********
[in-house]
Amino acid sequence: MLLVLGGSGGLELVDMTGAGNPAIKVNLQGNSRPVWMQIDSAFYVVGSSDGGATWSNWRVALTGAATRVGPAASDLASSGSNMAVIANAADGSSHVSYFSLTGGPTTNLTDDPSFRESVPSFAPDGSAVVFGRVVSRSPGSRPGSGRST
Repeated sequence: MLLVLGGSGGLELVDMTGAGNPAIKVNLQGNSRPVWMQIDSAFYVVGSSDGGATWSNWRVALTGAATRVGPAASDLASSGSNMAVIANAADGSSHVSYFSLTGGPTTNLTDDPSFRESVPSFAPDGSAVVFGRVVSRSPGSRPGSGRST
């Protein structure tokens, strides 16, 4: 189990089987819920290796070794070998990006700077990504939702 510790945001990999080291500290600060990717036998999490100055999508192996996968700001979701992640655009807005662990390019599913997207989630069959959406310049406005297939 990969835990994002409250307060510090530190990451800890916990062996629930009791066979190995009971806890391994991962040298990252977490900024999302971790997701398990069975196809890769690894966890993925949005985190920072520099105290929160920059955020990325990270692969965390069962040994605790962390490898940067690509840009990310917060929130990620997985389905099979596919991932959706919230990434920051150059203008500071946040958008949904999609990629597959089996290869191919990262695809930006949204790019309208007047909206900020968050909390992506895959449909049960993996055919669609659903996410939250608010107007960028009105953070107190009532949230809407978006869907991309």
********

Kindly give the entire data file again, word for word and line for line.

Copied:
[in-house]
Amino acid sequence: MLLVLGGSGGLELVDMTGAGNPAIKVNLQGNSRPVWMQIDSAFYVVGSSDGGATWSNWRVALTGAATRVGPAASDLASSGSNMAVIANAADGSSHVSYFSLTGGPTTNLTDDPSFRESVPSFAPDGSAVVFGRVVSRSPGSRPGSGRST
Repeated sequence: MLLVLGGSGGLELVDMTGAGNPAIKVNLQGNSRPVWMQIDSAFYVVGSSDGGATWSNWRVALTGAATRVGPAASDLASSGSNMAVIANAADGSSHVSYFSLTGGPTTNLTDDPSFRESVPSFAPDGSAVVFGRVVSRSPGSRPGSGRST
């Protein structure tokens, strides 16, 4: 189990089987819920290796070794070998990006700077990504939702 510790945001990999080291500290600060990717036998999490100055999508192996996968700001979701992640655009807005662990390019599913997207989630069959959406310049406005297939 990969835990994002409250307060510090530190990451800890916990062996629930009791066979190995009971806890391994991962040298990252977490900024999302971790997701398990069975196809890769690894966890993925949005985190920072520099105290929160920059955020990325990270692969965390069962040994605790962390490898940067690509840009990310917060929130990620997985389905099979596919991932959706919230990434920051150059203008500071946040958008949904999609990629597959089996290869191919990262695809930006949204790019309208007047909206900020968050909390992506895959449909049960993996055919669609659903996410939250608010107007960028009105953070107190009532949230809407978006869907991309």